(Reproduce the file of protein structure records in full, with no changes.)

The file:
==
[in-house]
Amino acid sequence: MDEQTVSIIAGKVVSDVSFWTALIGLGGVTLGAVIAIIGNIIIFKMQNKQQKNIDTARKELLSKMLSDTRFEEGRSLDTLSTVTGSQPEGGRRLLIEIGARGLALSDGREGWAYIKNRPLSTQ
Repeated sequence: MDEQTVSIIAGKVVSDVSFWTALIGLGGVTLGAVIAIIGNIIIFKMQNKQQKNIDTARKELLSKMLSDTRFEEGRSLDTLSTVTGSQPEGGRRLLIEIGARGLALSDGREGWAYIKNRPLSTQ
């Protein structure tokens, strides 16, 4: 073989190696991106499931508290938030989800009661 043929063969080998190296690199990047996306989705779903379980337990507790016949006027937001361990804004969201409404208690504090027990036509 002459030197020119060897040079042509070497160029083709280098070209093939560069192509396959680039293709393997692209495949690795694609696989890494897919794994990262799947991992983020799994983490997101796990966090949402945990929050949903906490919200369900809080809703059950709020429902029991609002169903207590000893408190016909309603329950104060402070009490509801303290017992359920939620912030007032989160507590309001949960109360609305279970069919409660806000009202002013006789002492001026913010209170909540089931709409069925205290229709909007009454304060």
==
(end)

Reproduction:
[in-house]
Amino acid sequence: MDEQTVSIIAGKVVSDVSFWTALIGLGGVTLGAVIAIIGNIIIFKMQNKQQKNIDTARKELLSKMLSDTRFEEGRSLDTLSTVTGSQPEGGRRLLIEIGARGLALSDGREGWAYIKNRPLSTQ
Repeated sequence: MDEQTVSIIAGKVVSDVSFWTALIGLGGVTLGAVIAIIGNIIIFKMQNKQQKNIDTARKELLSKMLSDTRFEEGRSLDTLSTVTGSQPEGGRRLLIEIGARGLALSDGREGWAYIKNRPLSTQ
């Protein structure tokens, strides 16, 4: 073989190696991106499931508290938030989800009661 043929063969080998190296690199990047996306989705779903379980337990507790016949006027937001361990804004969201409404208690504090027990036509 002459030197020119060897040079042509070497160029083709280098070209093939560069192509396959680039293709393997692209495949690795694609696989890494897919794994990262799947991992983020799994983490997101796990966090949402945990929050949903906490919200369900809080809703059950709020429902029991609002169903207590000893408190016909309603329950104060402070009490509801303290017992359920939620912030007032989160507590309001949960109360609305279970069919409660806000009202002013006789002492001026913010209170909540089931709409069925205290229709909007009454304060």